“I will listen [with expectancy] to what God the Lord will say, for He will speak peace to His people …” (Psalm 85:8a)

When we are still enough to listen for and hear the Voice of God, we will see proof of the promise in Jeremiah 29:11 that all of His thoughts (and therefore it follows, His words) are always “thoughts and plans for welfare and peace and never for evil, to give you hope in your final outcome.”  Is it any wonder that the devil, the god of psychic noise and confusion, does not want us to hear the Voice of Him Who is our Peace and will always speak peace to us?!

David understood the importance of stillness before God:  “For God alone my soul waits in silence …” (Psalm 62:1a).  In fact he “commanded” his soul regarding this spiritual habit and skill:  “My soul,  wait only upon God and silently submit to Him…” (v.5)

“God has spoken once, twice have I heard this; …” (Psalm 62:11a)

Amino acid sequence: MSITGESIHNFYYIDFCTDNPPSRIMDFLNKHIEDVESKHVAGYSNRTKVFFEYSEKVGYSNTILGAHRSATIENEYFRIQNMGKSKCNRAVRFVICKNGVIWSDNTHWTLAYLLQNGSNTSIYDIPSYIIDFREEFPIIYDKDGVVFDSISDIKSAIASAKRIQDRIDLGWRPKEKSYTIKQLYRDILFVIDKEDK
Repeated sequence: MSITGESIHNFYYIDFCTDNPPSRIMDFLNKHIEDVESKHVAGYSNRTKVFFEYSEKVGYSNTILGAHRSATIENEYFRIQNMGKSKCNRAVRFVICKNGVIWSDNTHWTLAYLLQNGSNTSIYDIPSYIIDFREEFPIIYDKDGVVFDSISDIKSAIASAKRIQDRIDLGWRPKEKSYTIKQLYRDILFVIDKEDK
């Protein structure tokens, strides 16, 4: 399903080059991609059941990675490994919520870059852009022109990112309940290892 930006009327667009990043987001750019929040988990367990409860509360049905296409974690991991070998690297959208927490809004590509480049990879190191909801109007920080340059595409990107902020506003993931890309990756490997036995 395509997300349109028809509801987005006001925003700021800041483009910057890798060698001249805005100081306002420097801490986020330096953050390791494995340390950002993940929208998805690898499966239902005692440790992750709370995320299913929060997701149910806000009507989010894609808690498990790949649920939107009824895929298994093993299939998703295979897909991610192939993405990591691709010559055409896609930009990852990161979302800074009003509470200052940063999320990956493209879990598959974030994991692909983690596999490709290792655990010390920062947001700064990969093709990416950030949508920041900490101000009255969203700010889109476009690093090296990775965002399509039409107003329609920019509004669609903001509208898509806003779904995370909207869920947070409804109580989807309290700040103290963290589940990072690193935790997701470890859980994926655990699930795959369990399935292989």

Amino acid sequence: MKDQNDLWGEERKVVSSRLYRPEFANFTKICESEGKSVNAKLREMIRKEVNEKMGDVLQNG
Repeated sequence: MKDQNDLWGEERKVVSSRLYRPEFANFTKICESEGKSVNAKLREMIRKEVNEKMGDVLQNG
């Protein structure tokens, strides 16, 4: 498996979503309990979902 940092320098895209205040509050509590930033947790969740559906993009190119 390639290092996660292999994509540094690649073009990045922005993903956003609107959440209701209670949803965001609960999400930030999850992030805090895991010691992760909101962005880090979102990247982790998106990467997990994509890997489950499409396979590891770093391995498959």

As we continue to receive Grace to make a practice, a spiritual habit, of listening in silence before Him, we will find that even when we are surrounded with noise, activity, and even turbulence we will have the capacity to hear that “still, small Voice” (1 Kings 19:12).  In other words, what He has said to us and taught us in secret while alone with Him, we now have the ability to hear the Holy Spirit bring back to our remembrance (John 14:26) and,  if need be, utter it with our lips that another might be benefited.  Indeed, learning to sit in silence before Him and listen for His Voice not only protects us from getting derailed and hijacked by “strangers’ voices,” but it also develops intercession — “others, Lord, yes, others.”